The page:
[Ed. Note: Weekends are for movies. So we turned to our film critic friend, Todd Gilchrist, for a review from the court of critical opinion.]
William Kunstler: Disturbing the Universe is a documentary about William Kunstler, a lawyer as confounding as he is inspiring. After decades of service as a civil rights attorney and activist, he inexplicably wrapped up his career defending some of the most dubious and dangerous men in New York. While a normal portrait of such a man might chronicle the events in his life and offer historical and political context, Disturbing the Universe was written and directed by Kunstler’s daughters Emily and Sarah, offering not only an in-depth but deeply emotional chronicle of their father’s fascinating life.
The film opens with a description of his achievements that essentially forms the core of Emily and Sarah’s story: Kunstler used the courts to advance justice, even when it wasn’t attainable through law, and later utilized his deep-rooted understanding of the legal system to secure the releases of some incredibly dangerous, seemingly undoubtedly guilty men. He famously defended the “Chicago Seven” against charges of inciting riots at the 1968 Democratic National Convention; he attempted to broker a deal between the police and inmates who took over Attica Correctional Facility in 1971; and he drew up demands for members of the American Indian Movement at Wounded Knee in 1973.
But in the 1980s and ‘90s, he began to represent defendants whose behavior and motives seemed to contradict the values he once fought for so strongly. These included Omar Abdel-Rahman, the head of the terrorist organization responsible for the 1993 World Trade Center bombing, El-Sayyid Nosair, who assassinated Jewish Defense League leader Meir Kahane, and the “Central Park Five,” a group of black teenagers who were accused of raping a female jogger. The Five were later vindicated in 2002 when the real assailant confessed to the crime, but what gives this timeline emotional substance is Sarah and Emily’s personal anecdotes and perspective on Kunstler in the context of each of these events—their pride over his fearlessness in the face of racism, their dismay over being “punished” because of his work, and eventually, their exasperation at the sight of his increasingly erratic and unpredictable behavior.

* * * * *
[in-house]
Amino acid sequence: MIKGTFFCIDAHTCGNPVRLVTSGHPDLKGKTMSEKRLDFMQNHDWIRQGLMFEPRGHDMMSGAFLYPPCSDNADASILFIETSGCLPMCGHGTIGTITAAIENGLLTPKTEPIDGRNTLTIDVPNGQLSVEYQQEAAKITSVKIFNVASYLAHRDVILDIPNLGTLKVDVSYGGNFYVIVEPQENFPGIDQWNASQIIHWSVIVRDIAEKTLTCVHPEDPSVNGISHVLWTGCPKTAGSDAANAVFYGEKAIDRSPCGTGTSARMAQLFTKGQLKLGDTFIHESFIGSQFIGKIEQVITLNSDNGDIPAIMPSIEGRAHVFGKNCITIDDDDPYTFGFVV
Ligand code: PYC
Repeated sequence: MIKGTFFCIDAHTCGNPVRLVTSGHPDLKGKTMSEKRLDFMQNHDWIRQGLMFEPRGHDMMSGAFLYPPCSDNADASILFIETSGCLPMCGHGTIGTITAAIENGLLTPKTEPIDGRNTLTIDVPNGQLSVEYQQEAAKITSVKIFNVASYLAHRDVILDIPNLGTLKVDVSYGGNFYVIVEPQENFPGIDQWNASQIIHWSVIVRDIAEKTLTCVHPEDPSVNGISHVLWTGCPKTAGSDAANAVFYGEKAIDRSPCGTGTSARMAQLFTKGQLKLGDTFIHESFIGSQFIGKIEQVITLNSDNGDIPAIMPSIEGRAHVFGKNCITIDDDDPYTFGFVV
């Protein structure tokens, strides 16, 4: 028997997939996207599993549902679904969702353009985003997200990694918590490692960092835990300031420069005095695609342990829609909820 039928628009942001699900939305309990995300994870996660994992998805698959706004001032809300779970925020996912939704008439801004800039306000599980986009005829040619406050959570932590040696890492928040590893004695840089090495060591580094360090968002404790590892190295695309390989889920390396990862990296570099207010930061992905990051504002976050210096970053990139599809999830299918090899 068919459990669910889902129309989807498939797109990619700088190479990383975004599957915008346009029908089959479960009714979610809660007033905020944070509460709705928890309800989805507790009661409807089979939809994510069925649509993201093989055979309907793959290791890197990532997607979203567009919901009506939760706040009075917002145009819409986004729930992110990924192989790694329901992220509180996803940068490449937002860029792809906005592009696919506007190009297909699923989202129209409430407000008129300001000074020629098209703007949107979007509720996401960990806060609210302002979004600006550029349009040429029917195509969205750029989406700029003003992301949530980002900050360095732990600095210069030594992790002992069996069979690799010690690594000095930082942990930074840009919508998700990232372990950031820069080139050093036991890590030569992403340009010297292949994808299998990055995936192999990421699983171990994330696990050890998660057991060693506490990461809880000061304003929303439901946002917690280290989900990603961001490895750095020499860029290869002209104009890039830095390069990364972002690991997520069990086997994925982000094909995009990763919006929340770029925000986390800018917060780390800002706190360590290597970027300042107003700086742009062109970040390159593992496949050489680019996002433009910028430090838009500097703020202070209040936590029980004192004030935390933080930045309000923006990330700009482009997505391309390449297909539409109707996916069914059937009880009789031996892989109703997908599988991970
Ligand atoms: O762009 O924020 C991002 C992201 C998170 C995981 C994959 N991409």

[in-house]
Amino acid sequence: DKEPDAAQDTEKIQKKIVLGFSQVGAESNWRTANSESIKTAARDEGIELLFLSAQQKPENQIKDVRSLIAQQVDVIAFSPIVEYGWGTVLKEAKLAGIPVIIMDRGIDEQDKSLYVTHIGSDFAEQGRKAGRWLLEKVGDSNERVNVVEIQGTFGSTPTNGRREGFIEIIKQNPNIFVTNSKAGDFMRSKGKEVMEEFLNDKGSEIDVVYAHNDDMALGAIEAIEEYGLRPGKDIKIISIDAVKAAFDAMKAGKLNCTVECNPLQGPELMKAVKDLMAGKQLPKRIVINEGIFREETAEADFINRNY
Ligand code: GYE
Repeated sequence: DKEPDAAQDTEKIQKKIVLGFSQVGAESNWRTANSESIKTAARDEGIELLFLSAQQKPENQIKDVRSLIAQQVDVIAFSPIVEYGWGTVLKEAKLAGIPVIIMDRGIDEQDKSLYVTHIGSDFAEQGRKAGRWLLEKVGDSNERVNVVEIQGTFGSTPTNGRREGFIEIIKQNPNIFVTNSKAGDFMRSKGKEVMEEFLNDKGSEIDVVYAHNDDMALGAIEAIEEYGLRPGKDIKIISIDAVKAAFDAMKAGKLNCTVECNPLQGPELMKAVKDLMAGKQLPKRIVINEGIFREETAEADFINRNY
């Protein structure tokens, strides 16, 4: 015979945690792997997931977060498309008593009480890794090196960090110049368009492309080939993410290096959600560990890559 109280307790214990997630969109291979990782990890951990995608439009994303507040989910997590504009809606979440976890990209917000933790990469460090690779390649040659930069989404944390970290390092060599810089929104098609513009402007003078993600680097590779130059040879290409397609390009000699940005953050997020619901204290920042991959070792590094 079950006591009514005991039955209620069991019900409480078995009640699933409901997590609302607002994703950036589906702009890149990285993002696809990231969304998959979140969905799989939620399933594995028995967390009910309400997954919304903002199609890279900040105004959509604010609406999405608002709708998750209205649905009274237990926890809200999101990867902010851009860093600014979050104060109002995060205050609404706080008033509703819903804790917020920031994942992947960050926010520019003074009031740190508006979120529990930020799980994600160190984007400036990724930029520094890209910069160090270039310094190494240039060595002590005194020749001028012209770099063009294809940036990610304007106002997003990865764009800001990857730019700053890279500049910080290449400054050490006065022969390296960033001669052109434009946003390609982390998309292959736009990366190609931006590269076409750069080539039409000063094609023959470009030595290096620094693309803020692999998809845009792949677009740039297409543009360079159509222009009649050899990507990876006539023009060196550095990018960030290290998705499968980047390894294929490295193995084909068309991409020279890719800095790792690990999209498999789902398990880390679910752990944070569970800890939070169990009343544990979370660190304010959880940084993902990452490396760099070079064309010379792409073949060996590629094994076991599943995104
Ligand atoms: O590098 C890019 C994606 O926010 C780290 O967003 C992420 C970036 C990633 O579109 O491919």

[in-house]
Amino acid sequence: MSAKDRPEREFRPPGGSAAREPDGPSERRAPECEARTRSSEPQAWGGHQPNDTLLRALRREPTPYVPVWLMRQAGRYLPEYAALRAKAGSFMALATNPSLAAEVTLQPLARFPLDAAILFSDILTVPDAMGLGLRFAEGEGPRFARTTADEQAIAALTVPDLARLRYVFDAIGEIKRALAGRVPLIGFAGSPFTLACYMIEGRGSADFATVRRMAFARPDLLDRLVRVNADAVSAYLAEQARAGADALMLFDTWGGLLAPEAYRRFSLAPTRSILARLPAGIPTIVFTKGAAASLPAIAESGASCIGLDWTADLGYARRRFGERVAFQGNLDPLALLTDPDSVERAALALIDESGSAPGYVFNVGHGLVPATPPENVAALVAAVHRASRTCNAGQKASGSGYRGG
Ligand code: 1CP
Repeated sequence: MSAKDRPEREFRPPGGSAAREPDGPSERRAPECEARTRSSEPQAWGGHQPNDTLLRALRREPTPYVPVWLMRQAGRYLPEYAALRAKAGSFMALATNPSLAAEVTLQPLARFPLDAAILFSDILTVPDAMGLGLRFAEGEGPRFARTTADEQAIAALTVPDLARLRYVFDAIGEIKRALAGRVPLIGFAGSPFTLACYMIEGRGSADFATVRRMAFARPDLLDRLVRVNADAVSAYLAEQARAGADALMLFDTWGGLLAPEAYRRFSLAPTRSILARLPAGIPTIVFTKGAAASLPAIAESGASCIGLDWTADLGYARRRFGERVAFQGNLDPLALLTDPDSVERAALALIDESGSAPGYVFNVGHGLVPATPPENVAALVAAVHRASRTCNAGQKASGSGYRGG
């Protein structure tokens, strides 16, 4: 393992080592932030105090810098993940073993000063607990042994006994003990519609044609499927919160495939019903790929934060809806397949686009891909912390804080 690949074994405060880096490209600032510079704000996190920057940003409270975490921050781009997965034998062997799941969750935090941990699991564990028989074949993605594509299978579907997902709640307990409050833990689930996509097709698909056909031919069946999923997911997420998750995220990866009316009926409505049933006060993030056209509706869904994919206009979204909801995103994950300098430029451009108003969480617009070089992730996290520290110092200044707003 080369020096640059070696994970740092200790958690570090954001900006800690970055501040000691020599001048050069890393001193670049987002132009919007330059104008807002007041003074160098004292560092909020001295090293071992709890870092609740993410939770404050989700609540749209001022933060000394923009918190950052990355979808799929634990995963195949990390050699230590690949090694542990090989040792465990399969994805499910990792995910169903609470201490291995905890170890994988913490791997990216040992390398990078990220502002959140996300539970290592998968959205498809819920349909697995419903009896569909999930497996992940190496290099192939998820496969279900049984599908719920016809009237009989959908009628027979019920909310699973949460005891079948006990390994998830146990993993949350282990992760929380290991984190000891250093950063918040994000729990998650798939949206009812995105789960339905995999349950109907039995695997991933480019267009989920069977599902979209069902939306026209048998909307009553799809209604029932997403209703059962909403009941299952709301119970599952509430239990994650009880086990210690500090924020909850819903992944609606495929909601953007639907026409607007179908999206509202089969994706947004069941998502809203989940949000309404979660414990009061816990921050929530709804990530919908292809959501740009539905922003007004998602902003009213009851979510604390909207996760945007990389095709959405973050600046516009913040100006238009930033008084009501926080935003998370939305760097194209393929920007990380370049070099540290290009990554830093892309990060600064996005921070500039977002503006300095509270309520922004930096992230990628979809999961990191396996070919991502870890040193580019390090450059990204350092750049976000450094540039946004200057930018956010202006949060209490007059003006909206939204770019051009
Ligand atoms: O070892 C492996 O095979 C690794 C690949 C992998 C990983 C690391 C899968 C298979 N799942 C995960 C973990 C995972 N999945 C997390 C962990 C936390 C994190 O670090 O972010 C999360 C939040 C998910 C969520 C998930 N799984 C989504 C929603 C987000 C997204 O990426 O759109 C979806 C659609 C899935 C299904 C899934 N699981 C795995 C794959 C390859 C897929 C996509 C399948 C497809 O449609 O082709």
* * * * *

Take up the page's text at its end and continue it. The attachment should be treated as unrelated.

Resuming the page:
At the same time, while their point of view offers an intimacy that an objective or outside viewpoint simply wouldn’t have, their opinions are not necessarily more informed or insightful, especially after he makes his transformation into a publicity-hungry attorney-for-hire. That’s not to say they don’t speculate intelligently about some of his other motivations—in particular, their observations about the impact of the Attica riots on his work later in the 1970s is heartbreaking and powerful—but even between their insider point of view and a cross-section of Kunstler’s colleagues and pundits, there seems to be little concrete explanation for why he veered away from the beliefs he once held dear and put himself at the center of the media circus.
There is, however, one thread that Sarah and Emily discover, albeit causally, which effectively provides a real foundation for his entire career and his motives, even if their results were varied. According to the two women, Kunstler spoke often and passionately about the untold depths of racism not only inherent in the U.S. legal system or the government itself, but in every single person, all of the time. For their part, the girls seem to acknowledge this in the admission of their initial “conviction” (their word) of Yusef Salaam, who was eventually exonerated; but in a larger context, one gets the sense that Kunstler was constantly trying to come to terms with, and combat, what he perceived to be his own racist impulses, and felt that the only way he could do so was to look into the faces of people who were condemned and considered monsters, whether they deserved it or not, and understand them as human beings rather than reflections of profiling, assumption, generalization or prejudice.
How audiences read this motivation—if they detect it at all—remains to be seen, but suffice it to say, the film as a whole may sway some viewers’ feelings about Kunstler’s accomplishments, no doubt in both positive and negative ways. Unsurprisingly, the documentary is exceedingly fair to Kunstler—albeit in less flattering ways than one might expect—but it produces a more complete portrait of the man for folks outside his immediate family. Ultimately, William Kunstler: Disturbing the Universe is a fascinating portrait of idealism gone awry, filtered through his daughters’ deliberate but never dull perspective, which is why it’s neither a platitude-filled celebration of the man’s life, nor a nuts-and-bolts critique of his technique or intentions, but it’s nevertheless as inspirational as it is informative.
William Kunstler: Disturbing the Universe opens in select cities today, expanding through January.
Todd Gilchrist is a member of the Los Angeles Film Critics Association. He contributes regularly to AOL’s Cinematical blog as well as Sci Fi Wire. His reviews frequently appear on Rotten Tomatoes.